Myanmar's National League for Democracy (NLD) party — led by Nobel Peace Prize laureate Aung San Suu Kyi — has won a landslide election victory.
With more than 80% of seats declared from Sunday's poll officials say Suu Kyi's party has more than the two-thirds it needs to choose the president.
The victory will end two decades of military-backed rule. However, a quarter of seats assigned to the military were uncontested meaning it still has a influential role to play in the new government.
"I think you all have the idea of the results," Suu Kyi said Monday after the first 12 seats had been counted and declared for the NLD.
Official results have only been released for 12 seats, all of which have been won by the NLD. The party itself said later Monday that they had won all but one of the 45 seats in Yangon's lower house, and 70% of national seats, although this has not been confirmed officially, the BBC said.
This would mean that the party would not only dominate Myanmar's parliament, but would also be eligible for the presidency. However, Suu Kyi would not be personally eligible for the position due to provisions in the country's constitution that prevent people with foreign-born children from holding the office.
"We will win a landslide," Nyan Win, another NLD spokesman, told AP.
Sunday's vote is a landmark moment in Myanmar's history. The country was ruled by an oppressive military junta for almost half a century, and Suu Kyi spent roughly 15 years under house arrest for her efforts to promote democracy.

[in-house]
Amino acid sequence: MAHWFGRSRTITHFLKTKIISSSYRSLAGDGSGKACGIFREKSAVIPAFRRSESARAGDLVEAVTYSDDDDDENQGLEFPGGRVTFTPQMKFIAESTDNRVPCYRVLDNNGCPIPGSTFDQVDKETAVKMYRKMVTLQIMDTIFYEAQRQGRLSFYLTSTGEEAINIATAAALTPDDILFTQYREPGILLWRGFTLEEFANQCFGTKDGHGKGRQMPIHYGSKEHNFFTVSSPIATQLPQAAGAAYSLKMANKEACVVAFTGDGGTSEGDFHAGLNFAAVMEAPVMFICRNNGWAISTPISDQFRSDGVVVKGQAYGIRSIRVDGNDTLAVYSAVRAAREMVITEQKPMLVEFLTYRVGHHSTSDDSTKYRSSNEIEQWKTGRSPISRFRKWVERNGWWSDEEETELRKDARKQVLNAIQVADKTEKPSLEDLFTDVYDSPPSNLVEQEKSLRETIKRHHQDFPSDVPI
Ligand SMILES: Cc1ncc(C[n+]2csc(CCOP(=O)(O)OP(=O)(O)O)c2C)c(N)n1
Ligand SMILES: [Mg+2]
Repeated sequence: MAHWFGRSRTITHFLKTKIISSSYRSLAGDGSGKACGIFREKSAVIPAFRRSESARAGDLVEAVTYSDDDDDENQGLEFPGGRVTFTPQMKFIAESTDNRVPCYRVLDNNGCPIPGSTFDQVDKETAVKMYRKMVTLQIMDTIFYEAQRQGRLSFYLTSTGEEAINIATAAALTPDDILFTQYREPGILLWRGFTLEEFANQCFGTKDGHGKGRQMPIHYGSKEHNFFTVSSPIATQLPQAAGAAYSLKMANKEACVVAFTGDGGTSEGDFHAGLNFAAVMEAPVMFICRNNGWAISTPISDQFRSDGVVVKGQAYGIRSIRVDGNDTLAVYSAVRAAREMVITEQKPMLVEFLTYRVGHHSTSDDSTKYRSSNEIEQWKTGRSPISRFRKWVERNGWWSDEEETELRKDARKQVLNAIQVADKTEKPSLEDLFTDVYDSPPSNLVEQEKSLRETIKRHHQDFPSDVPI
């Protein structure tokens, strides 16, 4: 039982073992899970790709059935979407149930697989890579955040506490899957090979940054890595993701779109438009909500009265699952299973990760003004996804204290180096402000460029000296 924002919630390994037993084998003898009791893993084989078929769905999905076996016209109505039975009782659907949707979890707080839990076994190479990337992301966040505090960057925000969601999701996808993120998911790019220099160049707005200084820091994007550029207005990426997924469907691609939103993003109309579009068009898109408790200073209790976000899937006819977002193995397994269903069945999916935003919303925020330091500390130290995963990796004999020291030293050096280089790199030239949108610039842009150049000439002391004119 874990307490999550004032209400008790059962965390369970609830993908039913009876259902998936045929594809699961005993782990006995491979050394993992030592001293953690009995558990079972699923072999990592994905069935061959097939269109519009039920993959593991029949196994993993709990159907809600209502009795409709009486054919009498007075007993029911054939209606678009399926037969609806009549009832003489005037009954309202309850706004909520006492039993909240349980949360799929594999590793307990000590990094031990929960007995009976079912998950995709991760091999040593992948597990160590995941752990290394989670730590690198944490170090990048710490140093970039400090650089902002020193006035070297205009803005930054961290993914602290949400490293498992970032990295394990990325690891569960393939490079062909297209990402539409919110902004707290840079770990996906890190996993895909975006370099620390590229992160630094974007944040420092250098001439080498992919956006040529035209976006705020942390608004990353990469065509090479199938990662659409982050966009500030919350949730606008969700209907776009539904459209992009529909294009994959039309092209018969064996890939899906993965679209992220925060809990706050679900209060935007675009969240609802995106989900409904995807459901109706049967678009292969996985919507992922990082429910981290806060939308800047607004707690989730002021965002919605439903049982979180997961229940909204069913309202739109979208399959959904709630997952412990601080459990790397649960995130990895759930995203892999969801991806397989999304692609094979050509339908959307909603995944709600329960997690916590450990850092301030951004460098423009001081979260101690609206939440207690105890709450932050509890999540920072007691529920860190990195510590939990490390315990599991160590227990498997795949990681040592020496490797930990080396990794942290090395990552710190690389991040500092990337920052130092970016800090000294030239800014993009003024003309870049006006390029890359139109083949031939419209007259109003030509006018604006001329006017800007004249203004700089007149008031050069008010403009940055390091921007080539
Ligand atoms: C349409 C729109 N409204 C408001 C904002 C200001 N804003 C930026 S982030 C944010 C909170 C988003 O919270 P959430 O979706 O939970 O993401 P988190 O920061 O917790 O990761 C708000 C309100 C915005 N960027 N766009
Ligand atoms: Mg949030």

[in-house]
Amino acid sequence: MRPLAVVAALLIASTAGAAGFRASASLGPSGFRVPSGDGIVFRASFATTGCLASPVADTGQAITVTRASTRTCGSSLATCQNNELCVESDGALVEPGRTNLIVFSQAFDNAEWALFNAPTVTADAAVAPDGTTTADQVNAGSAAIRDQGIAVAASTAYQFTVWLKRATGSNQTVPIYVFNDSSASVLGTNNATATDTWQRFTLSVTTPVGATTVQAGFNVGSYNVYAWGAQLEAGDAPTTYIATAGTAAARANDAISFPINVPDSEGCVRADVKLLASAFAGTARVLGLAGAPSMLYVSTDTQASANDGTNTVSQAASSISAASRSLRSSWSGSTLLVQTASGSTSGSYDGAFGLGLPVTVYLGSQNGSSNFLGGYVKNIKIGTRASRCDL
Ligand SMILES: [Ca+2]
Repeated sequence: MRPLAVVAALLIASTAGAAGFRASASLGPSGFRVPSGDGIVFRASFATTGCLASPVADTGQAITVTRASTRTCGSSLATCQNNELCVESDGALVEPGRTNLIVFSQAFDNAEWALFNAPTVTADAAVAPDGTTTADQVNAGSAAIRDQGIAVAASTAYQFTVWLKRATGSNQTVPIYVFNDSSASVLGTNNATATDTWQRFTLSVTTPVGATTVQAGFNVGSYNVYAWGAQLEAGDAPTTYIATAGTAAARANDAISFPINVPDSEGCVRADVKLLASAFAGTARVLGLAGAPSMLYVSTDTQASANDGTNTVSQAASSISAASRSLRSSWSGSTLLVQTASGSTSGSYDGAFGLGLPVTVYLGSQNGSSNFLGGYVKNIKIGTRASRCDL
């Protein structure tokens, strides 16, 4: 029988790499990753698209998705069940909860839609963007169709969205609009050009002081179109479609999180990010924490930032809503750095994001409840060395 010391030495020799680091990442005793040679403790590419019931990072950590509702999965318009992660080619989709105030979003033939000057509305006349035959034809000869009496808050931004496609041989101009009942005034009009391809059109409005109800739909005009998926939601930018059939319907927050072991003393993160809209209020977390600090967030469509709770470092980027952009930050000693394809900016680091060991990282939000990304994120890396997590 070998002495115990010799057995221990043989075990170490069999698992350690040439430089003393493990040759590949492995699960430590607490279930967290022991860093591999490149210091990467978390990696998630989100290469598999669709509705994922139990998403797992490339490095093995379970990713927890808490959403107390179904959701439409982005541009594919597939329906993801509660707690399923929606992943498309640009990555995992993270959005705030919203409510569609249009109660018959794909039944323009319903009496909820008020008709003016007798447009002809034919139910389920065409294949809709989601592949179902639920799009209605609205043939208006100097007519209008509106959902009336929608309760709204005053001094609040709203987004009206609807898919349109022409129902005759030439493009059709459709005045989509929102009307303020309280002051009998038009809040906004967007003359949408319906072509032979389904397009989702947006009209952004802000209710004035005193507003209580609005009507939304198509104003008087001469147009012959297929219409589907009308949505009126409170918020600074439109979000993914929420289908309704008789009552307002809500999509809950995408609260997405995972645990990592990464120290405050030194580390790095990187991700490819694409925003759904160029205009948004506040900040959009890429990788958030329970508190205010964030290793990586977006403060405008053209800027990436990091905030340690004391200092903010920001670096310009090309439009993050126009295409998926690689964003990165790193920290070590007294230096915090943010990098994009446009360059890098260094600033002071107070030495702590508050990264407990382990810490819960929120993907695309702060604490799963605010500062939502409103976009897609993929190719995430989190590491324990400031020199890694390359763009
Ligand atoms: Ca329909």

Earlier Monday, the chairman of the military-backed ruling party USDP, Htay Oo, conceded the party had a "higher percentage of losses than wins."
"As a political party, it is our responsibility to serve the people whether we win the elections or not. We have a responsibility to assist with any work that will serve the people's interest," Oo said.
The USDP chairman said that although results are not official, his party would "accept the outcome" but "might have some complaints based on our findings in some areas."
Oo lost his own parliamentary seat in the Hinthada constituency, BBC Burmese reported.
A big turnout was expected, with some 80% of the 30 million registered voters in the country estimated to have headed to the polls, according to the BBC.
However, concerns around the fairness of the elections have been raised, with hundreds of thousands of people in Myanmar denied the right to vote, including the oppressed Rohingya Muslim minority.
However, international election observers — in Myanmar for the first time — said that the voting process in the fledgling democracy was generally relatively smooth, despite some isolated anomalies, the BBC reported.
Supporters of the NLD gathered outside the party's headquarters in Yangon — Myanmar's former capital and its largest city — to watch the results come in Monday.
Speaking to the crowds, Suu Kyi spoke of the need for patience ahead of the final result, the BBC reported.
"It is still a bit early to congratulate our candidates who will be the winners. I want to remind you all that even candidates who didn't win have to accept the winners but it is important not to provoke the candidates who didn't win to make them feel bad," Suu Kyi said, according to AFP.
Opposition figures say the provision in Myanmar's constitution barring people with foreign-born children from serving as president was designed specifically to prevent Suu Kyi from holding the office, given that her two children with her late husband are British-born.
This would mean that Suu Kyi would likely nominate someone else to hold the role of president, with the NLD leader saying she would be "above the president," according to the BBC.
The NLD may make moves to alter the constitution if they do gain a large majority, but are likely to face obstacles.
The constitution — a controversial document brought in by the military junta which ruled for nearly 50 years until 2011 — also guarantees a quarter of parliamentary seats to military figures.
However, it appears the NLD is on course to win more than the two thirds of seats it needs to govern effectively, according to the BBC.